The U.S. is losing friends around the world at an alarming rate. This anti-American sentiment affects all of us. Unless this trend of anti-Americanism is reversed, it will continue to negatively impact not only U.S. business expansion and the ability of U.S. brands to successfully compete in the world market, but also your future as a citizen of the U.S. There are four primary root causes for why some global communities feel negatively toward the U.S. and its citizens. They are:
1. united states public policy
Instead of highlighting the U.S. as a crusader for freedom and democracy, our involvement and political stance on the global stage has signifi cantly tarnished our reputation around the world. Our most recent policy decisions have not changed international opinion. We should know that not everyone approves of our U.S. foreign policy.
2. negative effects of globalization
The increasing economic integration of the world economy has been the subject of much debate. Many around the world feel as though they have not been provided opportunities to truly partner in globalization. And the U.S. is seen as the engine of globalization and therefore a deep seated resentment occurs where many local communities and cultures still do not yet have access to the the benefits that we take for granted, such as technology and educational opportunities.
3. our popular culture
Our culture, our brands, our politics, our personality is everywhere. Our society — as illustrated by our products, entertainment, celebrities — has global reach. And the world comes to know us by what is most publicly exported: Coca Cola, McDonalds, Nike and Hollywood. We are as much represented by these icons than by anything else that we do or say. U.S. citizens may not be accurately described by entertainment programming. So the world rarely sees our ordinary daily lives. What’s more, they feel their local culture is threatened by the pervasiveness of our cultural product.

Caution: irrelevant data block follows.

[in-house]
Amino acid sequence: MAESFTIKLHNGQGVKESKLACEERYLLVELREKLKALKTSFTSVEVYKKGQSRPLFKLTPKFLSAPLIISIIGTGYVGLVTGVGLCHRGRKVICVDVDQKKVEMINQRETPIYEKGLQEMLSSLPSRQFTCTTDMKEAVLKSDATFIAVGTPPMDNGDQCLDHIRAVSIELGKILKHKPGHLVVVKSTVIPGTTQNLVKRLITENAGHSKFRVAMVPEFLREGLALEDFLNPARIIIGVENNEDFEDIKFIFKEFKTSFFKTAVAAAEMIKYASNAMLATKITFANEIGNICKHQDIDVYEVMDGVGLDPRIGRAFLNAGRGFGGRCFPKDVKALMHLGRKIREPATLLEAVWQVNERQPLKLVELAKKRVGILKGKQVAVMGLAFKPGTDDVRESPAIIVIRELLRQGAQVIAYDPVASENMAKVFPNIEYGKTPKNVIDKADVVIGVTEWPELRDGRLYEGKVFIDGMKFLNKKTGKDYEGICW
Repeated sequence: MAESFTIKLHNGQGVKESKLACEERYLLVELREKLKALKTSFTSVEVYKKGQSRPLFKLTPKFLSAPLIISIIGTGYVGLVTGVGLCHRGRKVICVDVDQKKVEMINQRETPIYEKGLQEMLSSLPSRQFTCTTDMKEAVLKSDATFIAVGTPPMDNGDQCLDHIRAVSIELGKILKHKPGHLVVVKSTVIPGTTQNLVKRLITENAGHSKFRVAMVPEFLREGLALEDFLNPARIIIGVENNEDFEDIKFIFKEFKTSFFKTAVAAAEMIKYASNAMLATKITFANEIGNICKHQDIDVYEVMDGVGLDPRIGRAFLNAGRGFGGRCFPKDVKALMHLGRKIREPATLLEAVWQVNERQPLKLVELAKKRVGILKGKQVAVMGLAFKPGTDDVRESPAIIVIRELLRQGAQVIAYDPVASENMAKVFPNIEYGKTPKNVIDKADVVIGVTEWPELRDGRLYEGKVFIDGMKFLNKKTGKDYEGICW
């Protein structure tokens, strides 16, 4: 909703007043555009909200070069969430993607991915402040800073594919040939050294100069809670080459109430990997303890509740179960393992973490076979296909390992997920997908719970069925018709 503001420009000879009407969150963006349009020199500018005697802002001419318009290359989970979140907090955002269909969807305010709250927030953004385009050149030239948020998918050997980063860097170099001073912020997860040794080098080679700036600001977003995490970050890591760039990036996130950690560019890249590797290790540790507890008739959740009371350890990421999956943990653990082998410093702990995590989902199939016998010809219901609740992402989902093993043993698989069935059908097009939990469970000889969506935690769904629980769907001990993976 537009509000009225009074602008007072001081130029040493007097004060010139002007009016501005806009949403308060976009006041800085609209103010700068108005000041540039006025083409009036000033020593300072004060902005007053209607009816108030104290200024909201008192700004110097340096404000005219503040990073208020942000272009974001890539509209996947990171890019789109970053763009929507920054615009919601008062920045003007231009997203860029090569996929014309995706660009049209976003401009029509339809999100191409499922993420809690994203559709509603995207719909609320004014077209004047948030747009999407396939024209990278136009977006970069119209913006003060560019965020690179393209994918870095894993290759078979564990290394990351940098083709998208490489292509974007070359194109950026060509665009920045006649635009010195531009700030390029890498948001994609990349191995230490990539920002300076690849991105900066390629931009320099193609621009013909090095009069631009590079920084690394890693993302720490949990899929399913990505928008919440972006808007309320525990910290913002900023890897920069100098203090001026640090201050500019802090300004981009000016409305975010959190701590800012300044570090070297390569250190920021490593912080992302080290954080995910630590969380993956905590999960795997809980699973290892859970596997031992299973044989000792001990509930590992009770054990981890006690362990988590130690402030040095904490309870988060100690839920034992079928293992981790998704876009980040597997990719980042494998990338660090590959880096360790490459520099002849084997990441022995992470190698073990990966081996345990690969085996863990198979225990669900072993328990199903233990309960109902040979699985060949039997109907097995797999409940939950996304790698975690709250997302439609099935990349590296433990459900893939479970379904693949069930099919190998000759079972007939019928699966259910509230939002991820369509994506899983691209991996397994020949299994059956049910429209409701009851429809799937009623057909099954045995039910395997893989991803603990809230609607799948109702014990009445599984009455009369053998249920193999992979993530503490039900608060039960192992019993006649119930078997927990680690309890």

4. our collective personality
We are a successful, powerful and joyful people. We are accustomed to it. Even the poorest among us are wealthy by much of the world’s standards. We are outgoing and assertive. Our comfortable overt friendliness is louder and seemingly less sincere than many cultures are prepared for. As a result, we are often collectively thought to be loud, large, insincere and wasteful.
These perceptions are powerful opinion shapers. Although we, as students, cannot make new foreign policy or change the world economy or global media, we can work in other areas to make an impact on the way the world views us. If we can make a positive impact as Americans in foreign countries, it could lead to a healthier and brighter future.
Keep these four root causes in mind along with the helpful suggestions in the next chapters as you travel the world and you’ll make a better impression not only for yourself, but also for your nation.
an intimidating force
Be aware that where you come from can be intimidating. Frequently, in international relationships, U.S. citizens have a higher position, more money and more power. That could put others in a defensive position. If you act like you would to any other American and not like you are better than others, you’ll be more easily accepted. Remember, you are the foreigner.
If you are invited to dinner, should you arrive early? On time? Late? If so, by how much
What’s the attitude toward drinking?
Do some flowers have a particular significance?
How do people greet one another? Shake hands? Embrace or kiss? How do they leave one another?